Pinergy has become the latest energy provider to announce an increase in prices, after raising prices five times last year.
Its standard residential electricity prices will go up from September 5. The latest change will result in a 19.2% increase to the typical household cost which is equivalent to a €7.21 per week increase in the Estimated Annual Bill based on a domestic customer using typical consumption per annum on standard tariffs.
Pinergy is also increasing its daily prepay meter charge by 24% and its daily standing charge by 30%.
Prepay customers with all suppliers pay an additional charge for their prepay meter as well as the daily standing charge all normal billpay customers pay.
The move will impact around 27,000 customers, and will add around €375 a year to the average customer's electricity bill
While this is Pinergy's first price increase of the year, it raised its prices five times last year, the last of which was in December, when it upped the price of its electricity by 19%.
When all price increases since the start of 2021 are taken into account, Pinergy customers are paying around €1,150 more for their electricity.
Pinergy said the increase is a result of the unprecedented volatile and upward pricing trends in the wholesale energy markets domestically and globally.
Pinergy CEO, Enda Gunnell, says, "As an independent energy supplier, we have absorbed as much of the current wholesale pricing increases as we could over recent months. The outlook remains challenging as the global wholesale energy markets face further volatility over the coming months."
Daragh Cassidy, Head of Communications at bonkers.ie said, "We're heading into this winter with energy prices at absolutely astronomical levels and it's set to get worse. It's likely we'll see another round of price hikes in a few weeks.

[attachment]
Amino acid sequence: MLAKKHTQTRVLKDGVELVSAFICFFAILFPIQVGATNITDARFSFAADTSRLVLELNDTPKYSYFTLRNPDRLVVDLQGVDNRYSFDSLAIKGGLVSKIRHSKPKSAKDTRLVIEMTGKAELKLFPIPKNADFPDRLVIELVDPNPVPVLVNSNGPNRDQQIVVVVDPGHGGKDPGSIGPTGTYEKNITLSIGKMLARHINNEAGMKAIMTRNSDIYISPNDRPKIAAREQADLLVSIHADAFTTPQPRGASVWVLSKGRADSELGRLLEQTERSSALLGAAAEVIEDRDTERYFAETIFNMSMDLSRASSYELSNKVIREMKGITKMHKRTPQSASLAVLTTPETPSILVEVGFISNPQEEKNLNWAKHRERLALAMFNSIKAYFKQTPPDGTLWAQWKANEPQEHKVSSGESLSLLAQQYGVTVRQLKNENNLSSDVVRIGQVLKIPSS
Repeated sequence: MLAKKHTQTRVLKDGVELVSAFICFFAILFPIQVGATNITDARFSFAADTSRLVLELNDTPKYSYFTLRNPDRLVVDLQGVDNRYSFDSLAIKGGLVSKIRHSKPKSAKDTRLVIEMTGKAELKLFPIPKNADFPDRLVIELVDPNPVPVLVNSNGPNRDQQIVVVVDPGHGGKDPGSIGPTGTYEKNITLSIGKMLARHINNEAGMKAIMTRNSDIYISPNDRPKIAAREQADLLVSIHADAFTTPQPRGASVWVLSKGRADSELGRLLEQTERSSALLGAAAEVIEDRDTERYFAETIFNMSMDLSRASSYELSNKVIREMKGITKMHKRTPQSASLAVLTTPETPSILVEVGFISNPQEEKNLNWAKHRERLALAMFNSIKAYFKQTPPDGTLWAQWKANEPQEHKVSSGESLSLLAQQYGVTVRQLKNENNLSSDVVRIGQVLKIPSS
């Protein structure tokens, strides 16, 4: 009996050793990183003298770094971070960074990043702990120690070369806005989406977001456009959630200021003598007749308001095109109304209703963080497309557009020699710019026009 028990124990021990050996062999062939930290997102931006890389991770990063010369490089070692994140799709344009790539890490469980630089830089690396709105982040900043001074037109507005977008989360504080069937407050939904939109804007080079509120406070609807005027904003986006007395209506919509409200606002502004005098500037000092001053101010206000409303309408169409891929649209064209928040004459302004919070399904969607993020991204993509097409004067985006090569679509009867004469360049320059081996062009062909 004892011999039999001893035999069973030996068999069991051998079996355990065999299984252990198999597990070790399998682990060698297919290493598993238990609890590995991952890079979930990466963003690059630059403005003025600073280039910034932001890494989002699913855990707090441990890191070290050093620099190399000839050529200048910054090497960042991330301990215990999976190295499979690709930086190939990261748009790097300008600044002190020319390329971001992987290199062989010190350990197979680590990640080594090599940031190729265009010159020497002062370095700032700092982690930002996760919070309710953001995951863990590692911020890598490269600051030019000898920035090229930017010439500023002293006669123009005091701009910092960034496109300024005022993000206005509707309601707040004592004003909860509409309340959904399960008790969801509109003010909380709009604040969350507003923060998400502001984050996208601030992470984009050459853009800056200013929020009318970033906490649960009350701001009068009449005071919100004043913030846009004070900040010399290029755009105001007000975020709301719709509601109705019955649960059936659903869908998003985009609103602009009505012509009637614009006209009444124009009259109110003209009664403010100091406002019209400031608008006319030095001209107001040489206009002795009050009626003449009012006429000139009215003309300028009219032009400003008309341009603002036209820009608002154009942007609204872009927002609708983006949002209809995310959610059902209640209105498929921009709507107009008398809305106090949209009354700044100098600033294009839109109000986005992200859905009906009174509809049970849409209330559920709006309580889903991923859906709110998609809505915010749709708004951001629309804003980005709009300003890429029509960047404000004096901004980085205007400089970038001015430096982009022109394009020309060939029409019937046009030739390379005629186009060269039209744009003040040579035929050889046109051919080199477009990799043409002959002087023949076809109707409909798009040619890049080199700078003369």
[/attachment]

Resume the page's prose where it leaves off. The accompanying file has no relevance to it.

"To say these are unprecedented times is an understatement," Mr Cassidy said. "Since January 2021, the average electricity bill has gone up by around €900 a year and the average gas bill by around €800."
He said Pinergy is making no money from generating electricity, so is highly exposed to rising energy prices.
Mr Gunnell said, "Frustratingly, this winter, Irish households and SMEs will have to face higher energy prices in a market that we believe needs reform. The Irish energy supply market is changing, and we have seen several suppliers simply exit citing the structural challenges in Ireland. We need to create a more level playing field for all energy suppliers".
He said Pinergy customers are empowered with smart technologies that allows them to see their energy consumption day in day out.
"This winter, we will be urging our domestic customers to make sure they access our app and gather their own insights on their electricity usage. We estimate that between 15% and 20% of energy in the home can be wasted. We all know the cheapest unit of energy is the unit of energy that you don't use. We will also do our best to help those customers who may need assistance with the persistent rising energy costs."
Mr Cassidy said the Government needs to decide now how it plans to help households over the coming months. "Is the temporary reduction in VAT being kept? Is another energy credit going to be paid? Is the Government going to place a windfall tax on energy companies - and if so, how would this even work when many are headquartered overseas?"